Sam and Gina Masotto came to Bethlehem as former touring actors in the off-broadway play “Tony n’ Tina’s Wedding.” They left behind their acting careers to fulfill their dreams of opening a brewery and settled on a small city in Pennsylvania as the place to do it.
Through Adam Flatt, owner of Social Still, and Lehigh’s Small Business Development Center, they eventually found their way to the Rising Tide Loan Fund, which brought their vision to fruition.
Now, as residents of South Bethlehem, the Masottos run Bonn Place Brewing Company on Taylor Street.
The brewery is one of many South Side small businesses that has grown out of community support.
Rising Tide Loan Fund
The Rising Tide Loan Fund, which provides loans to small businesses, is one of the programs Community Action Lehigh Valley offers.
It has loaned over $11.5 million to small businesses with nearly 200 loans going to low-to-moderate income individuals and/or individuals in a low-to-moderate income census tract.
Chris Hudock, the associate executive director for the organization and lifetime South Bethlehem resident, joined the Rising Tide Community Loan Fund as the program director in 2005, four years after the program began.
As a former banker who assisted small businesses, Hudock wanted to spread the word about the fund.
“Instead of just saying no to the applicant, we had to convince them to change the conversation to ‘No, I am sorry, I can’t help you, but here is who may be able to,’” Hudock said.
His efforts proved successful, as he said information about Rising Tide was shared with current and potential business owners across the Lehigh Valley.
Then came the 2008 recession.
Many small business owners were forced to find alternative funds as banks stopped lending. Fortunately, Rising Tide was able to step in, and the benefit was two-fold.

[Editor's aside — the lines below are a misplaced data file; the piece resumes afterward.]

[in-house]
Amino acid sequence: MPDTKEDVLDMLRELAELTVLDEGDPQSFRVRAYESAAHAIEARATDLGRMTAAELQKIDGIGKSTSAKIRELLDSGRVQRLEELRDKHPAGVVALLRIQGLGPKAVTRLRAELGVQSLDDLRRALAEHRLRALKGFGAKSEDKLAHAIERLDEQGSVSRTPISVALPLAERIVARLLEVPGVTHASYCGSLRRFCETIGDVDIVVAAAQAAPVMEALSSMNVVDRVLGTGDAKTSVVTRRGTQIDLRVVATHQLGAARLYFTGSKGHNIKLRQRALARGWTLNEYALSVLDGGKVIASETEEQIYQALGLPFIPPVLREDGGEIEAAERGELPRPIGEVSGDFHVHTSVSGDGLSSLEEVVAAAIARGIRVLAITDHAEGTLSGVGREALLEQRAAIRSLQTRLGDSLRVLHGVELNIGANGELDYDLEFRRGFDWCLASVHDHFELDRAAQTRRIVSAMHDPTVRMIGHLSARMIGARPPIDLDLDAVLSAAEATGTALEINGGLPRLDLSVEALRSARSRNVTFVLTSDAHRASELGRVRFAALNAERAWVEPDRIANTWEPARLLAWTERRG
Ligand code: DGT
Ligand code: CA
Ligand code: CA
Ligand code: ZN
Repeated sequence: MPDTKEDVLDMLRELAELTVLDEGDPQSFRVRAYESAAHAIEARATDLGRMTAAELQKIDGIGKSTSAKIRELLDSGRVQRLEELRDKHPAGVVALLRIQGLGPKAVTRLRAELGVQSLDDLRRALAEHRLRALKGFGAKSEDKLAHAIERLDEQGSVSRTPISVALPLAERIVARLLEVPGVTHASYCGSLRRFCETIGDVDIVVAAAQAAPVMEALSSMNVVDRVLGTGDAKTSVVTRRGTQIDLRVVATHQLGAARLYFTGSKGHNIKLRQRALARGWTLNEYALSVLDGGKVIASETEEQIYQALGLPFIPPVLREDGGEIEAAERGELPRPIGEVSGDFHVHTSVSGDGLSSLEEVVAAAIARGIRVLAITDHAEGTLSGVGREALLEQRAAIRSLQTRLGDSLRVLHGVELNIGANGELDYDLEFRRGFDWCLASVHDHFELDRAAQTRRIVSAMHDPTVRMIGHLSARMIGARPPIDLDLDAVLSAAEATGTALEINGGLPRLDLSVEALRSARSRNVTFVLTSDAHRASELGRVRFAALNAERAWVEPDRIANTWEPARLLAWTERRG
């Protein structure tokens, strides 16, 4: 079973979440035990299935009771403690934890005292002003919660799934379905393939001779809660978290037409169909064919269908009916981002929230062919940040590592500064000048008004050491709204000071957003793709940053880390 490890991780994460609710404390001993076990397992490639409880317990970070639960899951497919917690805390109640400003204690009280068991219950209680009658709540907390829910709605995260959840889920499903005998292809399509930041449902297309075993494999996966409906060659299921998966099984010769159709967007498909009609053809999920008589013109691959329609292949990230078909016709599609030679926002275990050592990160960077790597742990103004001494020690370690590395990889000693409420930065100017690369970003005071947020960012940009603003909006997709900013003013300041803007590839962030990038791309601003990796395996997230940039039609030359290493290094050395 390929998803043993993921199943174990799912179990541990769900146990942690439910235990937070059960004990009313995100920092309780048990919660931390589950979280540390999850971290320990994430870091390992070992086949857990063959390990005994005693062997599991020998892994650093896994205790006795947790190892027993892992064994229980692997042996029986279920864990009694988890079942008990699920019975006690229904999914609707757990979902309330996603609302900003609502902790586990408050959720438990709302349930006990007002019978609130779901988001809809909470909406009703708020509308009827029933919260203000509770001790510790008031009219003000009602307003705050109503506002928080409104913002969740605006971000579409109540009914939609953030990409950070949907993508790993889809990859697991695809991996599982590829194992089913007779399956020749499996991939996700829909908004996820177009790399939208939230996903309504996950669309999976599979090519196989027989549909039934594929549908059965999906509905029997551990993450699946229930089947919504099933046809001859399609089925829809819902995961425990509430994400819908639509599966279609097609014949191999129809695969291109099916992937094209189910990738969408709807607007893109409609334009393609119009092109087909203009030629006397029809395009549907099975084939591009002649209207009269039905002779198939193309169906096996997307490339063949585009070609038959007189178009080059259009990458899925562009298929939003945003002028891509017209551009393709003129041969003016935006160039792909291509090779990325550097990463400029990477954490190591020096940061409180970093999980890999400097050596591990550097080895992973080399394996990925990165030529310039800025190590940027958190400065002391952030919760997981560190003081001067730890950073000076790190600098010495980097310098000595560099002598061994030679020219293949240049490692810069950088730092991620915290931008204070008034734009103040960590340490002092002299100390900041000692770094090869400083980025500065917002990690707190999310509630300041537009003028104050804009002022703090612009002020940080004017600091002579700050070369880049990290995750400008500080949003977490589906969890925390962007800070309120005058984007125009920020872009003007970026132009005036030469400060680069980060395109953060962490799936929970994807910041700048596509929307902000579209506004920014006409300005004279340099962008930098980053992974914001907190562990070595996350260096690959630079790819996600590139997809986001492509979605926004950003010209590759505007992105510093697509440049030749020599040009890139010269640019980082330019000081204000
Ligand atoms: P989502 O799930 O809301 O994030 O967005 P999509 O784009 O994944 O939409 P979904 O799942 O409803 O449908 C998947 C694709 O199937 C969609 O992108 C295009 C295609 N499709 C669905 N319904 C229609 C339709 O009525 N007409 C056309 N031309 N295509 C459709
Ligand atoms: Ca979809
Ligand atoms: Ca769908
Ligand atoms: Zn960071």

Small businesses had access to loans through Rising Tide, and the organization was able to gain recognition and clients.
Over a decade later, small businesses are leaning on Community Action Lehigh Valley for more than just funds. Hudock said two big challenges small businesses face are a lack of employees and the inability to manage time.
He said small business owners often bring their work home, causing them to become overwhelmed about the time they can devote to seeking help.
The organization helps small businesses find potential hires and consolidate helpful resources.
“We are upfront. We are honest. We are here,” Hudock said.
Hudock said they gained the trust of the South Side community through their consistent assistance.
A Success Story: Bonn Place Brewing Company
After being accepted for the Rising Tide Loan and securing $130,000 in funding, Bonn Place Brewing Company opened July 3, 2016.
Sam Masotto said he credits Hudock and the Rising Tide Loan for giving him and his wife a shot when they had no money to put toward the endeavor.
“Chris (Hudock) put it all out there,” Sam Masotto said.
Without Community Action and South Bethlehem’s small business community, Sam Masotto said Bonn Place Brewing wouldn’t be what it is today.
Over the years, the Masottos have connected with many South Bethlehem small businesses, including Randy’s Pizza, Lehigh Pizza, The Flying V, Taste Smokers, Roasted, Tulum, Lit Coffee Roastery & Bakeshop and Social Still.